To the west lie the mountains, to the east lies flat plains, ice storms, salted roads, corrupt construction companies, and cities with too many people trying to get to the same place at the same time.
The further west you go into the mountains, the deeper the snowpack. On the east side of the mountains, the wind and the cold leave little quality snow to be skied.
On the west side of the road. glaciers have carved the mountains into bowls that catch the snow. On the opposite side of the road, flat, featureless piles of rock are scoured by prevailing south westerly flows.
The best skiing is often found to the west.
This is the general rules, but as with most rules, there are exceptions. For one, variety and curiosity are forces pushing one to explore unfamiliar areas. And sometimes, it does snow more to the east.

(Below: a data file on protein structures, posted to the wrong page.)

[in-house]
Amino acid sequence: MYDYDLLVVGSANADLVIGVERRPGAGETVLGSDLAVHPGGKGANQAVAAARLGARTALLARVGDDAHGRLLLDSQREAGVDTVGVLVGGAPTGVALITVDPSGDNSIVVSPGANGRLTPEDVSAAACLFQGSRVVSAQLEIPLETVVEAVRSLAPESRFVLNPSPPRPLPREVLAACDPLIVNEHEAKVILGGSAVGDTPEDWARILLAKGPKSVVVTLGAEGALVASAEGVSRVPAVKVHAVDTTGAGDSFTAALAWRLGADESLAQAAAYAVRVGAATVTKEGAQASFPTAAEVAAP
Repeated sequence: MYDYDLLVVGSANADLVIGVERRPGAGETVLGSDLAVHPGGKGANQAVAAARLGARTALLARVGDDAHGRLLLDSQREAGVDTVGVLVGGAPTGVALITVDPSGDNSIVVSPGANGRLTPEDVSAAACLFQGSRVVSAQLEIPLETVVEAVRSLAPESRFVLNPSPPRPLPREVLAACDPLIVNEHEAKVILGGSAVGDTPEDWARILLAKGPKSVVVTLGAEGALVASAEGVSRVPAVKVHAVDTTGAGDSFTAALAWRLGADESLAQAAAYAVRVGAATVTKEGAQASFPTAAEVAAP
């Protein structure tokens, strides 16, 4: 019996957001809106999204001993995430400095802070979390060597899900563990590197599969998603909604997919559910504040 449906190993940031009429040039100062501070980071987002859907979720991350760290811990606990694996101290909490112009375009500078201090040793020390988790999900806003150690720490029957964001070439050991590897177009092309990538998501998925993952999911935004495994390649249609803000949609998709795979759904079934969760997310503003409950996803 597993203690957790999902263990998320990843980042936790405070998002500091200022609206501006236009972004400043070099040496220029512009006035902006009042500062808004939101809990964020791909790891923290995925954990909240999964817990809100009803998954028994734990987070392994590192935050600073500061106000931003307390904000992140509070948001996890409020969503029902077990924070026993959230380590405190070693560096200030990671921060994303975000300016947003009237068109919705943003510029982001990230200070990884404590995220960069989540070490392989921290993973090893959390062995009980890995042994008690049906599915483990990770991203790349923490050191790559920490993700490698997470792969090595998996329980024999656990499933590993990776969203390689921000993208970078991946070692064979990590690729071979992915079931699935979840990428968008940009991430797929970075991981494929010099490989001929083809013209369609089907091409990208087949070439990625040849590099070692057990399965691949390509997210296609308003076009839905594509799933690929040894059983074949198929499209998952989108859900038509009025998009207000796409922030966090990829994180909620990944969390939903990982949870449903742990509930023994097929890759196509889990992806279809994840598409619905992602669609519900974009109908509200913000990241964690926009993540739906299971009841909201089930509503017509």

|Skiing on the west side of the road the previous day, we struggled through breakable windslab. The next day, we explored east of the road and found soft snow after some tough trailbreaking through facets.|
|After skiing what could be the worst snow that I skied all season (sastrugi), we spent the next day on the east side of the road and found untouched snow even a week after the previous snowfall.|
|Head far enough east and the mountain starts to have features found on the west side of the road.|
|Glaciers have left their mark east of the road, but they still struggle to hold snow.|
|Smoother mountains on the east side of the road allow for skiing on all aspects. Helpful for chasing corn snow as the sun moves across the sky.|
|It is possible to get surprised by unfamiliar terrain. This run was longer than it looked from the top!|